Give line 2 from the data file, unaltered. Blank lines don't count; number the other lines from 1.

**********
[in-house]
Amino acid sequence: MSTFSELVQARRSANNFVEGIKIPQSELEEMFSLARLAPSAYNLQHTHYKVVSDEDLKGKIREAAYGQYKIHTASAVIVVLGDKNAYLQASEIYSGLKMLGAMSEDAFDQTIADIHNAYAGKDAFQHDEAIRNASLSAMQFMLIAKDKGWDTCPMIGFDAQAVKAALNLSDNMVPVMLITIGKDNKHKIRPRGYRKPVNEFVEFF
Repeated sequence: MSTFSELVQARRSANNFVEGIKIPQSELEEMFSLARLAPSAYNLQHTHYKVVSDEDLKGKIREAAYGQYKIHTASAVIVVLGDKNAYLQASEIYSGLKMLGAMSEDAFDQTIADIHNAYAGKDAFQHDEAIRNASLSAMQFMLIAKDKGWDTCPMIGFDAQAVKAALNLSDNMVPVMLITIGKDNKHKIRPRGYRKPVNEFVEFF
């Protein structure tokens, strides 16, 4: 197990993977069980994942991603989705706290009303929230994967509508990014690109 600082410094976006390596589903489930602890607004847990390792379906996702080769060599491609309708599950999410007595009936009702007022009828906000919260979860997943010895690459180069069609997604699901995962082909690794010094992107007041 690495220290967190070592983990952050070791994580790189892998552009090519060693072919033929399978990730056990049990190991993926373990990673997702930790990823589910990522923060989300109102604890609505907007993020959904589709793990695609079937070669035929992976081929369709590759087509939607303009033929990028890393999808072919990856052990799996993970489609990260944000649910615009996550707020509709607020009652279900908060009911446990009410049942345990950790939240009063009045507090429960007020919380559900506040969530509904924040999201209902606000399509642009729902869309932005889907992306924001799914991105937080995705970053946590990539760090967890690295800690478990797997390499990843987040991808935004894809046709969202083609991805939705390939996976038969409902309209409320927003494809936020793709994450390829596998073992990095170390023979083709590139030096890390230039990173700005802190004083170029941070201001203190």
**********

Amino acid sequence: MSTFSELVQARRSANNFVEGIKIPQSELEEMFSLARLAPSAYNLQHTHYKVVSDEDLKGKIREAAYGQYKIHTASAVIVVLGDKNAYLQASEIYSGLKMLGAMSEDAFDQTIADIHNAYAGKDAFQHDEAIRNASLSAMQFMLIAKDKGWDTCPMIGFDAQAVKAALNLSDNMVPVMLITIGKDNKHKIRPRGYRKPVNEFVEFF